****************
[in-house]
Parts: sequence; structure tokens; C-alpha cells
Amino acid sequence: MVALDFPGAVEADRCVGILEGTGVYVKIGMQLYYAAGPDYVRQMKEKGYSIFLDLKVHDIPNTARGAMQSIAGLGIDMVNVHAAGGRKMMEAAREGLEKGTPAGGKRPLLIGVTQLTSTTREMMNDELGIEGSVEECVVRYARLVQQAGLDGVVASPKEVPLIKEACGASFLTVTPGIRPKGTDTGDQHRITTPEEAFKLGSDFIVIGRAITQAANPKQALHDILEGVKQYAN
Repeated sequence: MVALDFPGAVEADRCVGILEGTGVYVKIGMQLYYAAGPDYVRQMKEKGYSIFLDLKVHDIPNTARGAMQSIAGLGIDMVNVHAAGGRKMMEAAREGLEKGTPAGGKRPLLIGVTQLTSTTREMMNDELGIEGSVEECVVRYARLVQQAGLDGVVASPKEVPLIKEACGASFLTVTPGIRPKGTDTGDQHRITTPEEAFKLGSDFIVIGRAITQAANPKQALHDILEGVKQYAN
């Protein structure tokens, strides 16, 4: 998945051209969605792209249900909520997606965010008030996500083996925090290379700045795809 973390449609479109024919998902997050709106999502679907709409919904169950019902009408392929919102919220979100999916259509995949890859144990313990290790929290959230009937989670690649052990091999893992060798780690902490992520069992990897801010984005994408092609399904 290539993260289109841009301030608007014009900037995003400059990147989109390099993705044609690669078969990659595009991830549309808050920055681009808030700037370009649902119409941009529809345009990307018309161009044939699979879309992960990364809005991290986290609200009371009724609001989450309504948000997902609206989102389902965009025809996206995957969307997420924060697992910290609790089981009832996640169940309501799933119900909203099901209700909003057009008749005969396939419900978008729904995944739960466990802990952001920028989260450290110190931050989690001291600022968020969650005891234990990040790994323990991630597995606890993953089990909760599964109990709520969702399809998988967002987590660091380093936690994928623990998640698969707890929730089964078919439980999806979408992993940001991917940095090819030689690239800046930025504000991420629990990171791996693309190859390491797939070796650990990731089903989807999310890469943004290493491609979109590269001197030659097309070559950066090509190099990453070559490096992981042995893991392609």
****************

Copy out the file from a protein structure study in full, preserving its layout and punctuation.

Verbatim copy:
[in-house]
Parts: sequence; structure tokens; C-alpha cells
Amino acid sequence: MVALDFPGAVEADRCVGILEGTGVYVKIGMQLYYAAGPDYVRQMKEKGYSIFLDLKVHDIPNTARGAMQSIAGLGIDMVNVHAAGGRKMMEAAREGLEKGTPAGGKRPLLIGVTQLTSTTREMMNDELGIEGSVEECVVRYARLVQQAGLDGVVASPKEVPLIKEACGASFLTVTPGIRPKGTDTGDQHRITTPEEAFKLGSDFIVIGRAITQAANPKQALHDILEGVKQYAN
Repeated sequence: MVALDFPGAVEADRCVGILEGTGVYVKIGMQLYYAAGPDYVRQMKEKGYSIFLDLKVHDIPNTARGAMQSIAGLGIDMVNVHAAGGRKMMEAAREGLEKGTPAGGKRPLLIGVTQLTSTTREMMNDELGIEGSVEECVVRYARLVQQAGLDGVVASPKEVPLIKEACGASFLTVTPGIRPKGTDTGDQHRITTPEEAFKLGSDFIVIGRAITQAANPKQALHDILEGVKQYAN
């Protein structure tokens, strides 16, 4: 998945051209969605792209249900909520997606965010008030996500083996925090290379700045795809 973390449609479109024919998902997050709106999502679907709409919904169950019902009408392929919102919220979100999916259509995949890859144990313990290790929290959230009937989670690649052990091999893992060798780690902490992520069992990897801010984005994408092609399904 290539993260289109841009301030608007014009900037995003400059990147989109390099993705044609690669078969990659595009991830549309808050920055681009808030700037370009649902119409941009529809345009990307018309161009044939699979879309992960990364809005991290986290609200009371009724609001989450309504948000997902609206989102389902965009025809996206995957969307997420924060697992910290609790089981009832996640169940309501799933119900909203099901209700909003057009008749005969396939419900978008729904995944739960466990802990952001920028989260450290110190931050989690001291600022968020969650005891234990990040790994323990991630597995606890993953089990909760599964109990709520969702399809998988967002987590660091380093936690994928623990998640698969707890929730089964078919439980999806979408992993940001991917940095090819030689690239800046930025504000991420629990990171791996693309190859390491797939070796650990990731089903989807999310890469943004290493491609979109590269001197030659097309070559950066090509190099990453070559490096992981042995893991392609």